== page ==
Outside the single-level museum, which was converted from a National Guard office in the early 1990s, sits a small tank and a rusted, 20-foot-tall windmill donated by a rancher who lived 25 miles from town.

Inside, Link used to show guests around an exhibit with photos of Lindbergh and another with artifacts from the internment camp, including a floodlight, firewood and yellowing photos.

The town also harks back to the Jim Crow era, a place where some motels in Lordsburg were listed in a Green Book, a guide that directed Black motorists to establishments that would serve them.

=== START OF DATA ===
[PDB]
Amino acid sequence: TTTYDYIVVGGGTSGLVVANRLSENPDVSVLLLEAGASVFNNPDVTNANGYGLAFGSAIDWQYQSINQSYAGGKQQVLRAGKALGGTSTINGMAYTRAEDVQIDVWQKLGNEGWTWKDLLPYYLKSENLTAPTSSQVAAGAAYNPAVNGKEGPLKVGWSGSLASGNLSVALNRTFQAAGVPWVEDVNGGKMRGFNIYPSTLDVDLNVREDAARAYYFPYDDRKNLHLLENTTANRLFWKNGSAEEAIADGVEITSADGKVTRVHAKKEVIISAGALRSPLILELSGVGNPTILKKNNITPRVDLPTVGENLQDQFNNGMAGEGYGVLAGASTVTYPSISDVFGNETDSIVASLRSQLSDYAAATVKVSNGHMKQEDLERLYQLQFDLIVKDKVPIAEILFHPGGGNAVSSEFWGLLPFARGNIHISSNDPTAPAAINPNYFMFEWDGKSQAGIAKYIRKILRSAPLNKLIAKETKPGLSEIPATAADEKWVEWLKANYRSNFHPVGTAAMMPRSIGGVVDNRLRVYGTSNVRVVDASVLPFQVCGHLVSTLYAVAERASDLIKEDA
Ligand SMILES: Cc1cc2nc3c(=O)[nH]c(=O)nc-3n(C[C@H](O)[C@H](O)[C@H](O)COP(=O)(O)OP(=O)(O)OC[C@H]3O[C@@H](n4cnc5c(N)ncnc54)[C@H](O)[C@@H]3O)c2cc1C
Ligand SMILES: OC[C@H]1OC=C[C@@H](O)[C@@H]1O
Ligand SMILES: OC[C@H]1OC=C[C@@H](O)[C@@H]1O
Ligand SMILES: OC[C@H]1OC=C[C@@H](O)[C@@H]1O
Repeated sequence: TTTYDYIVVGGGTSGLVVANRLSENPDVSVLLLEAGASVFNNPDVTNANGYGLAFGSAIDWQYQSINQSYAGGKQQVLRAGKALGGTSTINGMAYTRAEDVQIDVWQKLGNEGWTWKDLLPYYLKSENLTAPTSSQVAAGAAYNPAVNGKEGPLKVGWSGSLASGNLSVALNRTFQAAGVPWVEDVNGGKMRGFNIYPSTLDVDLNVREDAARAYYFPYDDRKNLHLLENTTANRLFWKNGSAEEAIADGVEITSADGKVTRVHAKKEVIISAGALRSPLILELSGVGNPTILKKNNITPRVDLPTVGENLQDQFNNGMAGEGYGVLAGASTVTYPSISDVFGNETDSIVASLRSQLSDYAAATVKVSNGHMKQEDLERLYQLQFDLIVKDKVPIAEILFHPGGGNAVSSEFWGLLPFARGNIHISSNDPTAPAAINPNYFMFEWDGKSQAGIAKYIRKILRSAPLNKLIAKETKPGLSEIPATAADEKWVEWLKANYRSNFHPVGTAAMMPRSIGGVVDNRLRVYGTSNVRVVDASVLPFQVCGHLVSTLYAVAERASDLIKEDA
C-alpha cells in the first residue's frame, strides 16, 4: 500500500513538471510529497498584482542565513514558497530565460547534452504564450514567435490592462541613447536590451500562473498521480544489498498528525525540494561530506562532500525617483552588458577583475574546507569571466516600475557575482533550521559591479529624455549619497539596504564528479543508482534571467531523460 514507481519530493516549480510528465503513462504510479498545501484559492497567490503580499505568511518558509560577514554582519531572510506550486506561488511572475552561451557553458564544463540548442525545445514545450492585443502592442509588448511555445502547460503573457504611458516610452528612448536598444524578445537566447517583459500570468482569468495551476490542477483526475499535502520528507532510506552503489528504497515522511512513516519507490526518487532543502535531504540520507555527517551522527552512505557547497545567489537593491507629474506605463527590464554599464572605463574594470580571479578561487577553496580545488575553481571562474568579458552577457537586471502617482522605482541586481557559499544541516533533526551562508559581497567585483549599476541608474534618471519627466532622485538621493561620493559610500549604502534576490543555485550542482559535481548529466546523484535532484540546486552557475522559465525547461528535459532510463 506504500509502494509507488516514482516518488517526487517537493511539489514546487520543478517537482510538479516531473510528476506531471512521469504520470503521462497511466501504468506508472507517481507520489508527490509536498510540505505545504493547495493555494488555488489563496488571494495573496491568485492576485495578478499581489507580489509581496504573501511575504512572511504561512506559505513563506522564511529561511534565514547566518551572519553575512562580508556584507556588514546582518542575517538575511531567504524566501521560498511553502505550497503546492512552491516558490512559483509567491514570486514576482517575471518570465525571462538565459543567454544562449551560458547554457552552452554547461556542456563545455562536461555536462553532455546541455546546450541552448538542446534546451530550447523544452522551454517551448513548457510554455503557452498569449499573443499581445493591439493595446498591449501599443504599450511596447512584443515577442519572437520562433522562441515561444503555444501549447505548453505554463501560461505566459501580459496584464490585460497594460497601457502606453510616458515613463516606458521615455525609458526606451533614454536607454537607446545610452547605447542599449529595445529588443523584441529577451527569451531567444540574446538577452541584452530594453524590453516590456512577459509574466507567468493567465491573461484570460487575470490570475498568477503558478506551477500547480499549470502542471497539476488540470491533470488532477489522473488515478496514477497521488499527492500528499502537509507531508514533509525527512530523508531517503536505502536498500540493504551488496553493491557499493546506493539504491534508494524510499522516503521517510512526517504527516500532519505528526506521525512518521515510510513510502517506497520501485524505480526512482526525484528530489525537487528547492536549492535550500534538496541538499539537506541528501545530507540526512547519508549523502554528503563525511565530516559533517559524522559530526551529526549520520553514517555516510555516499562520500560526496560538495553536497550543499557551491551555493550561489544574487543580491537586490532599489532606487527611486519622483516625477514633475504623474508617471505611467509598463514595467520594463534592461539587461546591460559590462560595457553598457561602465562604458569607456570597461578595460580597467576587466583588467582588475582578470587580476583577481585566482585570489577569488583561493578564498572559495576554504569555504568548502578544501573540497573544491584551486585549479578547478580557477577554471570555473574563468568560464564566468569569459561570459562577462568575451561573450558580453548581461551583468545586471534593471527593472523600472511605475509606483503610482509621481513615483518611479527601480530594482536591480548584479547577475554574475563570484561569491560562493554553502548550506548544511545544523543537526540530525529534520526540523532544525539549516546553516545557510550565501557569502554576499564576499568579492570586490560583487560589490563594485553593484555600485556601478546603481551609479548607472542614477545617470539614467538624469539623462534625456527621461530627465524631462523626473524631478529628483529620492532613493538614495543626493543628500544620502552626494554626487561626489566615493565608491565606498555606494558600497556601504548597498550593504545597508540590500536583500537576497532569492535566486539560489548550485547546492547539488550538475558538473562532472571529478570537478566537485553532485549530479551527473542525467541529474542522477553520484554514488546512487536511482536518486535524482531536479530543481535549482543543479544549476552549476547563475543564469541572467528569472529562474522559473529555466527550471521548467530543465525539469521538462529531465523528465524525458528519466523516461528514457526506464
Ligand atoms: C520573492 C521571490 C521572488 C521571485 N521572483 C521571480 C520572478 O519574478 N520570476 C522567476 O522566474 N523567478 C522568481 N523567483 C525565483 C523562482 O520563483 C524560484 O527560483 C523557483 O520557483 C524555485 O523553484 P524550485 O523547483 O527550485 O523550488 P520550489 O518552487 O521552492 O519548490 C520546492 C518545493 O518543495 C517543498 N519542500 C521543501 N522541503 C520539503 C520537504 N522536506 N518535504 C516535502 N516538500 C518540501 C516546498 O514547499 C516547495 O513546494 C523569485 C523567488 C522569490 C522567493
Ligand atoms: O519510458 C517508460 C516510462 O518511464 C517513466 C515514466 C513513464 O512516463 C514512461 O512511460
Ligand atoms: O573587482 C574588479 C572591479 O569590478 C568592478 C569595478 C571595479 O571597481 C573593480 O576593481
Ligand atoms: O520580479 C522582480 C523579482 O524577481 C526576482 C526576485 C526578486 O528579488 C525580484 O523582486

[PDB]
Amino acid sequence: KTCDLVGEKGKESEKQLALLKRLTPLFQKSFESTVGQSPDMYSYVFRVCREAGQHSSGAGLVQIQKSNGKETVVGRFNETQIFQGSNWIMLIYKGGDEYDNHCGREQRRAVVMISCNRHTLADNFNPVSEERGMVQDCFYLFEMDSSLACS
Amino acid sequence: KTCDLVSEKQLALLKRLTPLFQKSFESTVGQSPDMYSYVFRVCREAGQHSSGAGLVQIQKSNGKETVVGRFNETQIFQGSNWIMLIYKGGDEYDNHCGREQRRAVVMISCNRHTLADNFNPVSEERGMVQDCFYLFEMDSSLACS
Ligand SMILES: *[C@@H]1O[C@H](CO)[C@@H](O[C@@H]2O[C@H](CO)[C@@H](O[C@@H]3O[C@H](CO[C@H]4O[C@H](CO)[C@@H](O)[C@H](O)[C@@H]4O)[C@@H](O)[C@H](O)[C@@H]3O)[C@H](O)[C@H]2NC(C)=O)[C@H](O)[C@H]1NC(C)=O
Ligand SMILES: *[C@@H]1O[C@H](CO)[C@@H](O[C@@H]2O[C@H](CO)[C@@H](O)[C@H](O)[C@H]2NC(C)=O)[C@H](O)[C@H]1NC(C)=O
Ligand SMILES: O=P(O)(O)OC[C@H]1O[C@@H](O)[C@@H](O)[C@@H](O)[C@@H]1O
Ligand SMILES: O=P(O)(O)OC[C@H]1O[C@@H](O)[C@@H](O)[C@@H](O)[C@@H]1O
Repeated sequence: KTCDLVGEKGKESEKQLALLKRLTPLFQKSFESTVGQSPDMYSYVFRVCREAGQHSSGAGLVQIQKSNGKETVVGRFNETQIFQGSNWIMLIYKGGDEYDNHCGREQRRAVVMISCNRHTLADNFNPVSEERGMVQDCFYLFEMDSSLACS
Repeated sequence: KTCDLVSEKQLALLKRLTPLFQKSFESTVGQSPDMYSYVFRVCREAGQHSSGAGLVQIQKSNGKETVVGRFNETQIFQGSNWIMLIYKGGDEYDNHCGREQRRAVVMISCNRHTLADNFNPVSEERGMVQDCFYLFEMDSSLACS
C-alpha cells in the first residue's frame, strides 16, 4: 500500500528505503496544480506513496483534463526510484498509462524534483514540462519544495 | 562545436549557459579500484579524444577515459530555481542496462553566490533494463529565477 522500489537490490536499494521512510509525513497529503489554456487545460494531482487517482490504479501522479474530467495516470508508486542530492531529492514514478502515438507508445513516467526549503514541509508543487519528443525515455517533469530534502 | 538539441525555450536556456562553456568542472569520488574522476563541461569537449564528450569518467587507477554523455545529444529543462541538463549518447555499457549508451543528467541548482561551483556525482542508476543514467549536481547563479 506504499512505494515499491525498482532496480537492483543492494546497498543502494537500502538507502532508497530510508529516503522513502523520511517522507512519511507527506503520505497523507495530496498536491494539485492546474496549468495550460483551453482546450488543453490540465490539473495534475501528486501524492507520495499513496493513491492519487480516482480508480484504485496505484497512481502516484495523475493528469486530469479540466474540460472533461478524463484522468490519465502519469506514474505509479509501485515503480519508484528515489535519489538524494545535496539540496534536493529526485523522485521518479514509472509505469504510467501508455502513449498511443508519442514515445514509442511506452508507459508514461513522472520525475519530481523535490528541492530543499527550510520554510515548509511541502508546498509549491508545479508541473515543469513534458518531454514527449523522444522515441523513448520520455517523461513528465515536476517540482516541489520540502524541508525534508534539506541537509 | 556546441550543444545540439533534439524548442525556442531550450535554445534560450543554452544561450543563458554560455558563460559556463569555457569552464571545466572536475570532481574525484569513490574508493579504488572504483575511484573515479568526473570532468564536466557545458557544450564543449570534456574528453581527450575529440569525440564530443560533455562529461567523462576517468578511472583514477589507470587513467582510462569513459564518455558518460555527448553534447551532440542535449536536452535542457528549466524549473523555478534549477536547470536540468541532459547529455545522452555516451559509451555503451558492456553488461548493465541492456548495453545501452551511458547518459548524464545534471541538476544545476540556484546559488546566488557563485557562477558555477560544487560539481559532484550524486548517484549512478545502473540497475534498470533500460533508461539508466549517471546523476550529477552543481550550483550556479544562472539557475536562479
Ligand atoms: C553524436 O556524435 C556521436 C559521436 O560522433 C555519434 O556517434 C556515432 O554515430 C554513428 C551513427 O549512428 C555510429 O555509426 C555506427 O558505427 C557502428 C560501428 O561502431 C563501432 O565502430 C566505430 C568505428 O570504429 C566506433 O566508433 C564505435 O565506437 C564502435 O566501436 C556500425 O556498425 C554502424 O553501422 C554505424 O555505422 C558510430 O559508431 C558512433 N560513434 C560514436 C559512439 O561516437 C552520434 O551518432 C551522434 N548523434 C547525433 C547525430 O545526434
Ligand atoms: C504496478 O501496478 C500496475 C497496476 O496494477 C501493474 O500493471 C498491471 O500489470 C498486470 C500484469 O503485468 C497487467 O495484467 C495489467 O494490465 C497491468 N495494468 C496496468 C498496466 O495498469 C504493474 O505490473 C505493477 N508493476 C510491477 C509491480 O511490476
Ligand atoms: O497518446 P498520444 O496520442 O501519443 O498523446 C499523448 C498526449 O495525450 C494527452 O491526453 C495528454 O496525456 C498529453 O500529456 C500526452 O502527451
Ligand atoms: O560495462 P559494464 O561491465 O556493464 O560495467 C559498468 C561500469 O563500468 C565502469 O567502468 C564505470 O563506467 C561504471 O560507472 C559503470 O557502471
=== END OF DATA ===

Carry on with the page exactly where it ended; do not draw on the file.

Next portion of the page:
Once an important overnight stopping point for cross-country road trippers, there’s a street here called Motel Drive — many of the buildings now sit vacant, relics to past generations that had their own problems and have since become footnotes or bigger memories in the American story.

There was Hotel Hidalgo. The Bel Shore. The Ownby. And a boarded-up motel, with a billboard advertising rooms for $29.95.

“People would see photos and just be amazed by what it was,” Link said, reminiscing on a recent afternoon, as the windmill turbine creaked loudly.

“This was a hub,” he said.

No more. Link’s last day was two weeks ago and, although he tries to stretch his disability aid as far as he can, he said he has dropped by the food bank a few times.

“Who knows what the future holds,” he said. “But I’m grateful it’s there.”